And you thought toilet paper shortages were bad in the beginning of the coronavirus pandemic, or board and plywood prices are high and getting insane at the local hardware depot that you already spent too much money at. The laws of supply and demand – and the resiliency of the global economy – are going to be severely stress tested by the semiconductor shortage.
An eventual rise in chip costs is expected due to the slowdown in rate of shrinkage in chip transistor sizes – and therefore the proportional lowering in the cost of the transistors – that is happening as Moore’s Law runs out of gas, in large part due to the very small sizes of these transistors relative to the size of a copper or silicon atom but also driven by the increasing costs of extreme ultraviolet (EUV) lithography equipment and the number of steps it takes to etch a chip using EUV techniques.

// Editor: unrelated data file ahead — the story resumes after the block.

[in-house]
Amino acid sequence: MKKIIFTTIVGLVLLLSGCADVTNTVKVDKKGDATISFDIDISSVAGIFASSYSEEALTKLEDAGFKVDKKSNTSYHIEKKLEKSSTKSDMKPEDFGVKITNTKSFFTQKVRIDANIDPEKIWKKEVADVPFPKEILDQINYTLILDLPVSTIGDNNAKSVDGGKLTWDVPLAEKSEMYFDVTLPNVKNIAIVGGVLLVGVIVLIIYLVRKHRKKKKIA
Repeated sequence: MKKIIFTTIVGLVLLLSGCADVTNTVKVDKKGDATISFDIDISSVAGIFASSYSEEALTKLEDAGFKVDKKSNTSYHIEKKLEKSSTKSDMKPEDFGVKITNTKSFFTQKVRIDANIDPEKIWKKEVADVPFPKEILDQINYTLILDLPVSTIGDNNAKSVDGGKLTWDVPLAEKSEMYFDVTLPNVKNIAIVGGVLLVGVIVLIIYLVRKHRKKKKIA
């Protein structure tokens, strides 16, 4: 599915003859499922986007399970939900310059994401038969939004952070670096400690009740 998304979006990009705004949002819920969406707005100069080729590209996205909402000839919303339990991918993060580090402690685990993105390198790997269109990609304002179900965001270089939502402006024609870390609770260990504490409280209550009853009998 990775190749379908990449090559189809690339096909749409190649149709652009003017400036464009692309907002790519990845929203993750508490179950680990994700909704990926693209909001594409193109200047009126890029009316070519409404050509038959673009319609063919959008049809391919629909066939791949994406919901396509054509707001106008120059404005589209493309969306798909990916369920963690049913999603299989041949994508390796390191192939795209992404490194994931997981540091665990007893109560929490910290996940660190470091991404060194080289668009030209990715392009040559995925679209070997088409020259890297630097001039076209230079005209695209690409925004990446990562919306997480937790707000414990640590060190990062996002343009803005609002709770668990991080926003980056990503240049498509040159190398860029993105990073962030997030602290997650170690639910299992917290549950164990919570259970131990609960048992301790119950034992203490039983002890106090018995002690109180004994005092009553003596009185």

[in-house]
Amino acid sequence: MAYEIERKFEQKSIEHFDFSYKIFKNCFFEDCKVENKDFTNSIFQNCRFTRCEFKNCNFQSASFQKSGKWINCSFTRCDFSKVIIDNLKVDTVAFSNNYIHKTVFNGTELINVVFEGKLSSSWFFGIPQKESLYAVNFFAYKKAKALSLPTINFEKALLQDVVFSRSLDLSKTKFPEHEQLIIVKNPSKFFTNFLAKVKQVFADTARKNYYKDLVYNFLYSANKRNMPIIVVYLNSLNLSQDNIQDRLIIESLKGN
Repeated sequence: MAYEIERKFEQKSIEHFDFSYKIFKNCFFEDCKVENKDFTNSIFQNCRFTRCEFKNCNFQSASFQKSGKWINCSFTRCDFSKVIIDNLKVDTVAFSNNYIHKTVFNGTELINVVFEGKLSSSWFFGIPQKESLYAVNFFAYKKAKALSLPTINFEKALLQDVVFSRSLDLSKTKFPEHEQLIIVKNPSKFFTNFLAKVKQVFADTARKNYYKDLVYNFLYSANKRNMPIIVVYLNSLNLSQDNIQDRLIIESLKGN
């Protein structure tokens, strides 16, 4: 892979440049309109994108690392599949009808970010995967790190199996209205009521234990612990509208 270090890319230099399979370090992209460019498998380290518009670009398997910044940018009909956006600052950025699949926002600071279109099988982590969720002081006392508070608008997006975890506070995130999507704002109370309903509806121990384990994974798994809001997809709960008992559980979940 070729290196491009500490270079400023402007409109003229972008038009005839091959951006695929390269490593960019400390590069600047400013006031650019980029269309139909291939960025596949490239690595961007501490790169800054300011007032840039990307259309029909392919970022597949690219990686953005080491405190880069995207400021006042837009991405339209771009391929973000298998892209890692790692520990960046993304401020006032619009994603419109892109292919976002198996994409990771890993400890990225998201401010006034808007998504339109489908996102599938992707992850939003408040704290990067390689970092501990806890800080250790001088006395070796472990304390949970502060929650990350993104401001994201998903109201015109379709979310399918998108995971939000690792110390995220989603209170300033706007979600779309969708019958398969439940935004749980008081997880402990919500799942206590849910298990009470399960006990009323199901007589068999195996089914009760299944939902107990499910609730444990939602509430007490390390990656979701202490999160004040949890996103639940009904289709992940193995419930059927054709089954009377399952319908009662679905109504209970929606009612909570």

To put it bluntly, chips were always going to get more expensive on their own, even if enough fabs could be built to ensure supply. That’s what the aging of Moore’s Law – the old man ain’t dead just quite yet – means. If the transistors can’t get smaller – they already can’t get faster thanks to the death of Dennard Scaling a decade ago – then the chips will have to get bigger and hotter eventually, and a larger chip has inherently higher costs because getting a known good part out of any given area decreases as the chips get larger. Yields are by necessity lower on bigger chips. Which is why you will see the industry eventually embrace chiplet architectures, first in 2D and then in 3D configurations. We have no choice.